Half Life and Decay
New to this forum so let me know If I am doing anything wrong.
My question: Ive decided to take a calculus course after many years of not doing any math.. If you can give me hints in regards to this question it would be greatly appreciated.
A 96-milligram sample of a radioactive substance decays according to the equation
N=96 ·e-0.034 ·t where N is the number of milligrams present after t years.
(a) Find the half-life of the substance to the nearest tenth of a year.
Thank you very much.
Oh man, I need to review my logs
To summarize, I am given K or some variable. Plug known variable in and solve for Time in this case. I understand looking at your steps, but I have a stupid question to ask:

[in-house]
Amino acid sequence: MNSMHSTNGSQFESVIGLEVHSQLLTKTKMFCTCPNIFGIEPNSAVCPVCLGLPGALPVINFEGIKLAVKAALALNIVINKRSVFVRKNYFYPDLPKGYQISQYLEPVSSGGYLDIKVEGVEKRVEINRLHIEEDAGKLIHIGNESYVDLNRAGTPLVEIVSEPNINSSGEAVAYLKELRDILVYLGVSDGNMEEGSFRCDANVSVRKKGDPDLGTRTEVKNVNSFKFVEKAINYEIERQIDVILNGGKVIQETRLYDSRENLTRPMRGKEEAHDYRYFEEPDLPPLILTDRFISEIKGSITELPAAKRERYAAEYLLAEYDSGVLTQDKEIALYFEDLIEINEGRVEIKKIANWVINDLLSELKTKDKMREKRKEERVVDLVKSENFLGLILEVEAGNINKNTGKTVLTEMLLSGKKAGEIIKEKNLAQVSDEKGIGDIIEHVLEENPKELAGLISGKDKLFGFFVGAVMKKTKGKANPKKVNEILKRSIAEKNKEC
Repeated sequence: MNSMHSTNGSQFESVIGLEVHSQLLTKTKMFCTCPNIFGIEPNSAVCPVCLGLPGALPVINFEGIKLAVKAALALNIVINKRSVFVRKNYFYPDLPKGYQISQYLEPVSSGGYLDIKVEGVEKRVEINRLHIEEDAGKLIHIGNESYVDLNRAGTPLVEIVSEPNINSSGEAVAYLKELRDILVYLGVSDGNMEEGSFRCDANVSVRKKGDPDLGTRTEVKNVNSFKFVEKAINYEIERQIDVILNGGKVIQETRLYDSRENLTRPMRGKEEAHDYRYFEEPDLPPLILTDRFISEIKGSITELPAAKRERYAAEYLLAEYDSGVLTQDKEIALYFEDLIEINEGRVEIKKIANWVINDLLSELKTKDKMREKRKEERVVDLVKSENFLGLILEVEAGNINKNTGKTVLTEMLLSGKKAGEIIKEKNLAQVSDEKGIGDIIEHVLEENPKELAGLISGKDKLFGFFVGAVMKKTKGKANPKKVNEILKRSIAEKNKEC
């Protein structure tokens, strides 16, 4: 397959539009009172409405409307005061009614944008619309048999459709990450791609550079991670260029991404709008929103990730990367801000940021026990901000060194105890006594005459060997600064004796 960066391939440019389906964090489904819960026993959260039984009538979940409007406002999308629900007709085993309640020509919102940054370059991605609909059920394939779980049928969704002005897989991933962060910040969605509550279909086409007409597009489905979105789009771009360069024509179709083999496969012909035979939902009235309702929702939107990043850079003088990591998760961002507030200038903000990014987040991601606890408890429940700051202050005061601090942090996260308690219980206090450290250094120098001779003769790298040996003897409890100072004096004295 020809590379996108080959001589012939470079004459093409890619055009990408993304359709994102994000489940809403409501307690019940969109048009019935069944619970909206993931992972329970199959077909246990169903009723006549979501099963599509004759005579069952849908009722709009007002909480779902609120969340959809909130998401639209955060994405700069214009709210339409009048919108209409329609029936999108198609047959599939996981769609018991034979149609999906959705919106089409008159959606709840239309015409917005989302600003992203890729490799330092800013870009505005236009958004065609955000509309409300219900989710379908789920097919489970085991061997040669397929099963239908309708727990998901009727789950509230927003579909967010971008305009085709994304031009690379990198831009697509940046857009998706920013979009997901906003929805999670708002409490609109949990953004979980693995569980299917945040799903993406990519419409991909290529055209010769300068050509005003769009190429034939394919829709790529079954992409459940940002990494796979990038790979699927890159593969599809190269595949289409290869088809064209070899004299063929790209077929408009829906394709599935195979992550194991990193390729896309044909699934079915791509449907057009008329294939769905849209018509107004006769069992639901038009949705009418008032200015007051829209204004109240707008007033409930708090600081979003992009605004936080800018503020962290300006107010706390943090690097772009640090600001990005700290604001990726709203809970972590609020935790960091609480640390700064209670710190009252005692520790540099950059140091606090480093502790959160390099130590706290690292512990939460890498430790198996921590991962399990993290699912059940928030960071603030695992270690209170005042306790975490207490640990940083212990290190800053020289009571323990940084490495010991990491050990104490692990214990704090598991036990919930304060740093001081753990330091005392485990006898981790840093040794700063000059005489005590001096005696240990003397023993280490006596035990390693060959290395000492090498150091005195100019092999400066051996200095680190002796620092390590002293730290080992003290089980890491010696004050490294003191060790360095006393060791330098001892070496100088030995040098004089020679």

Why do we ln both sides again? Was it to bring down the exponent?
Its been a really, really, long time..
Yes; the only way to get the power down where you could work with it was to take logs. (Wink)
Yeah, and logs and exponentials are inverse operations like adding and subtracting.
Originally Posted by mvho
In my post everything except the last two lines is deriving the general half life formula so if you don't need to know it's derivation you can stick with
k will always be the number next to t and will be a power along with t as well as k > 0. The units will be 1 over the units of k for any exponent must be dimensionless. If k is in per minute, t will be in minutes
Thanks everyone. Never even knew this site existed, will have to share with everyone.
Math is funny; once you get going, it seems all your tools come back pretty quickly.